The term partition is legally defined as the process of dividing real or personal property between co-owners; it simply implies that partition results in individual ownership of the interests of each co-owner. More often than not, a partition deed is permitted and executed when there is discord among the co-owners and when they are not able to agree on the use, management, improvisation or disposition of the property. In such situations, the partition is often considered as the most practical solution.
Having said the above, the partition is an intricate subject and one needs to know the inside out of the involved legalities before taking the plunge into it. Given below is a brief insight on how to partition a property between co-owners.
Determine if you have the right to partition
So, you are one of the co-owners of a property that is in dispute and you want your share, but do you have the right to partition? In order to know, you must gather all the documents and records of the property such as title deed, tax records, and maintenance records, and check with the lawyer if you can initiate a partition.
Different types of partition
There are two types of partition in India – voluntary and compulsory.
Involuntary partition, the co-tenants consider the individual property needs of each other and accordingly divide the property among themselves. In this type of partition, all co-owners get the ownership of a part of the property and then ceases to have interest in other parts of the partitioned property. The co-tenants can even agree and sell the property to share the proceeds of the sale. A voluntary partition is legal and effective unless one of the co-tenants challenge the contract and make allegations of fraud.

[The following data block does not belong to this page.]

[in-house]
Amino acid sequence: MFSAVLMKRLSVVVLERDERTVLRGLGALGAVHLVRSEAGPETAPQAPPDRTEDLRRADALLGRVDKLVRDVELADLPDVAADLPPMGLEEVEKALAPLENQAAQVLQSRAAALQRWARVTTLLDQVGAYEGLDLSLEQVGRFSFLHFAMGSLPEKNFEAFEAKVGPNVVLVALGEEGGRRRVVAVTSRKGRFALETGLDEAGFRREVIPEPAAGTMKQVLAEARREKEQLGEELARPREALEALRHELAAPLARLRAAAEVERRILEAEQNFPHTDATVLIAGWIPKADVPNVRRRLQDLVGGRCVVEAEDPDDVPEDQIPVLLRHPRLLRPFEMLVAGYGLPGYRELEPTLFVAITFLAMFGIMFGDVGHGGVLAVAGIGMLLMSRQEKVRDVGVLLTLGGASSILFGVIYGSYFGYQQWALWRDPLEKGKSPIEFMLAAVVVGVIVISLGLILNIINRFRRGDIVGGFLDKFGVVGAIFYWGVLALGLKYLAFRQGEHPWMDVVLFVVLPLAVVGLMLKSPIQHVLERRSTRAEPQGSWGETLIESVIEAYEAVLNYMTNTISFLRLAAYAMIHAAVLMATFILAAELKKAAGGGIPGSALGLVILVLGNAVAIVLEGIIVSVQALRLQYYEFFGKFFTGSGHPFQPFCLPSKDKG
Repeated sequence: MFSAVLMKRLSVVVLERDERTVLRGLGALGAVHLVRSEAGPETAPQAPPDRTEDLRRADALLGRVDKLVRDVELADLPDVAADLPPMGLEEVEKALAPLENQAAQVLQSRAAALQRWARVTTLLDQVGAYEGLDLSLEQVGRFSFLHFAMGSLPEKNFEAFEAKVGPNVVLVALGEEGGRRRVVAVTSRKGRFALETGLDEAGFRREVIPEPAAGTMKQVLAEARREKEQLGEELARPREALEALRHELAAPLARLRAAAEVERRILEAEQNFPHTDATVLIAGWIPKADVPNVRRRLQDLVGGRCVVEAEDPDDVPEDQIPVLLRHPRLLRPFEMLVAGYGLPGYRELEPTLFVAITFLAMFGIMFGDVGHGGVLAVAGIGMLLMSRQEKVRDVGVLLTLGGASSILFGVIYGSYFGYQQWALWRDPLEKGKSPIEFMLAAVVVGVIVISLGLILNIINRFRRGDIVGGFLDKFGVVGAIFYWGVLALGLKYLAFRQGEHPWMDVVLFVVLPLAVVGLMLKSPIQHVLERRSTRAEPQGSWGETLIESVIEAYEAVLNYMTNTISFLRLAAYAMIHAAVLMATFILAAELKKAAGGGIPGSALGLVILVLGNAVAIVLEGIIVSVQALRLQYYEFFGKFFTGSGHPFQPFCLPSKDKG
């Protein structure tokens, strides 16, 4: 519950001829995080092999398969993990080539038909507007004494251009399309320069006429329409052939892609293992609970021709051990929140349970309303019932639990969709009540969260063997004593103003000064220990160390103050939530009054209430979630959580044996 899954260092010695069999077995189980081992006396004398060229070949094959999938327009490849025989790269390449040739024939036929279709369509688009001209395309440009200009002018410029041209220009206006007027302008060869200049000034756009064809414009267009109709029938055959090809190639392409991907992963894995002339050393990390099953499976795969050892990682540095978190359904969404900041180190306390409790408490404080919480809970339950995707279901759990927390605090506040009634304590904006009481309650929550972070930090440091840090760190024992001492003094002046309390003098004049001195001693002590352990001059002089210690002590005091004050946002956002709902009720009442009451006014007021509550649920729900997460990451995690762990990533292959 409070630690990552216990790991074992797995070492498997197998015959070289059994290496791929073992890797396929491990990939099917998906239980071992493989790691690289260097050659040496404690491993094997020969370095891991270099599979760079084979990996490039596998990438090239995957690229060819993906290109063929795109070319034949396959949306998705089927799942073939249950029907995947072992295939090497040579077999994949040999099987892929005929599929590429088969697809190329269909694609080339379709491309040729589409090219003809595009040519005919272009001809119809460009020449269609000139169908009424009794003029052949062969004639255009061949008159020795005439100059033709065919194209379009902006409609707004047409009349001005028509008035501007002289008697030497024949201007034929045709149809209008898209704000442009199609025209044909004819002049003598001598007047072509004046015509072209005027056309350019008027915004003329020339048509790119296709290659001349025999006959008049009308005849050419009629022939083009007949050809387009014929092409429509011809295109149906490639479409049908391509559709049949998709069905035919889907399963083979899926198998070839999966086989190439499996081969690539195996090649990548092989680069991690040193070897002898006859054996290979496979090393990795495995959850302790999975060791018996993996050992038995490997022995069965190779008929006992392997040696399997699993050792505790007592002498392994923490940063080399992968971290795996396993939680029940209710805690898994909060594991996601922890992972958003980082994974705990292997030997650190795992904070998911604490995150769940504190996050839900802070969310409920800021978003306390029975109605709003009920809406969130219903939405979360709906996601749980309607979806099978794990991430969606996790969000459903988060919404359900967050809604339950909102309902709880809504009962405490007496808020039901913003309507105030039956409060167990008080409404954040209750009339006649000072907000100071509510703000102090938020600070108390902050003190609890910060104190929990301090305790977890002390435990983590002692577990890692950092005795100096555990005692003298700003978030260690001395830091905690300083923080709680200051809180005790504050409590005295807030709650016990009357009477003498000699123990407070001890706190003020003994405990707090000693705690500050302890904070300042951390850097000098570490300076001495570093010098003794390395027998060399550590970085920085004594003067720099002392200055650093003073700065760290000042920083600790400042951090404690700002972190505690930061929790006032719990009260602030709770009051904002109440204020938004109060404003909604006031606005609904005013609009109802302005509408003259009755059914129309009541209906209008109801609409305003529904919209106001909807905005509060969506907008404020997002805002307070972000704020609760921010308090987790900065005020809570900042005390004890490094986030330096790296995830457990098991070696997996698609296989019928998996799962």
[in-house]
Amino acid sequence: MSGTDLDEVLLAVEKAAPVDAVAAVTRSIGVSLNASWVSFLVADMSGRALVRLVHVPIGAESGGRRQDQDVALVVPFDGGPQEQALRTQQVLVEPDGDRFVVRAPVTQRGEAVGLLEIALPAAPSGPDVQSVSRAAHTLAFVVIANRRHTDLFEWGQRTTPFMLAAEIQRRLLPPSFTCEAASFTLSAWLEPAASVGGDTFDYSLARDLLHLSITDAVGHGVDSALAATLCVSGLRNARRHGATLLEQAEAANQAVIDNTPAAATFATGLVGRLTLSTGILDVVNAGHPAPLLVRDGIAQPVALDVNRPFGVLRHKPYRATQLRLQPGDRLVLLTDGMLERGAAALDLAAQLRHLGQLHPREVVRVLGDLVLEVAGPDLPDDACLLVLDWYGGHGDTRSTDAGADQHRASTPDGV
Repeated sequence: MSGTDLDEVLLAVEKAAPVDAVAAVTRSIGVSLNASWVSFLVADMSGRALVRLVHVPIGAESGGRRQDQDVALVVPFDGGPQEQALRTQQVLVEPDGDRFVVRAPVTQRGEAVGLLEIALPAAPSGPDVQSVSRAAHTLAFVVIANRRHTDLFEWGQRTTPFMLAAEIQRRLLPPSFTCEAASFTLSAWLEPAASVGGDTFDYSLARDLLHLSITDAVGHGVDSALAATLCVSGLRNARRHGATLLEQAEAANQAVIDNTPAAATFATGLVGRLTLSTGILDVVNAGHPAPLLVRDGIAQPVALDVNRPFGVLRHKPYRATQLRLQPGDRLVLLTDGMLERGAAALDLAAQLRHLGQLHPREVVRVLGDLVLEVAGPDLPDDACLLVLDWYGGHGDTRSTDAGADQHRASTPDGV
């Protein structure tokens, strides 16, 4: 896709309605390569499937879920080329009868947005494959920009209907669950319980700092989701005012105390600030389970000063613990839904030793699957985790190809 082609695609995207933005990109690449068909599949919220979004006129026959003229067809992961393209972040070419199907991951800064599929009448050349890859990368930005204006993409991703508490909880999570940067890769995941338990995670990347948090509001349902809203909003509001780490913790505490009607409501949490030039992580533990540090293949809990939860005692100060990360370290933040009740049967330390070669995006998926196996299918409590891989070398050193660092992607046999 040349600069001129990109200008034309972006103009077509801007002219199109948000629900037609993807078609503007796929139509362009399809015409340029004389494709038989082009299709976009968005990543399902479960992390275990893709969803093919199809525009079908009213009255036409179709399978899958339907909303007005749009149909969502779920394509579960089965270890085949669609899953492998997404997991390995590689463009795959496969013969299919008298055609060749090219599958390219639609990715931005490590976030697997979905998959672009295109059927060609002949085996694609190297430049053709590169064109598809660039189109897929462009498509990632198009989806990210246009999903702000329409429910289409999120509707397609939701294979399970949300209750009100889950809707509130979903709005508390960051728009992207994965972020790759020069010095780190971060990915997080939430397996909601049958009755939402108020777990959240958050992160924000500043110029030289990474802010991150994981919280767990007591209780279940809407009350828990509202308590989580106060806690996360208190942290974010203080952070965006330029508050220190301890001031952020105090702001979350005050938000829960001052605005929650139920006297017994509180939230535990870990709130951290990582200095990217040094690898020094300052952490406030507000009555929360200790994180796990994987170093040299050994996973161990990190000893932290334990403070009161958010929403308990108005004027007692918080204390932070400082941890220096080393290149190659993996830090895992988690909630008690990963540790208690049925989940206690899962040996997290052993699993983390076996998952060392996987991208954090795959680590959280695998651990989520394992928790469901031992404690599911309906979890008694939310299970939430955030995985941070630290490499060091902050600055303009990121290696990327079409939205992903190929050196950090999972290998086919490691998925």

Conversely, in the compulsory partition, also known as the judicial partition, co-tenants disagree on their individual rightful shares or on the value of the property. In such cases, an appraiser or an arbitrator (typically, a disinterested third person) to partition the property and to allow property shares accordingly to the co-tenants. More often than not, the shares of co-owners are not equal, especially as the allotment of property share depends on their investment which is mentioned in the purchase document.
In the case of partition by mutual consent, the co-tenants must execute a partition deed. Ideally, the deed should be registered in the office of the sub-registrar of the locality in which the property lies. Each co-tenant needs to pay a stamp duty of Rs 1,000 for getting their share of property registered. The registration fee for each share is Rs 500. In the case of a judicial or compulsory partition where one of the co-tenants is disagreeing, a partition suit is to be initiated in a court of law by the co-tenant who is demanding the partition. The partition deed can be then executed depending on the decision of the court. In any case, the partition deed should be drafted in a clear and unambiguous manner.
Needless to mention that irrespective of the type of partition, a partition deed creates new owners of individual shares of property, and the registration of the property gives the deed a legally binding effect.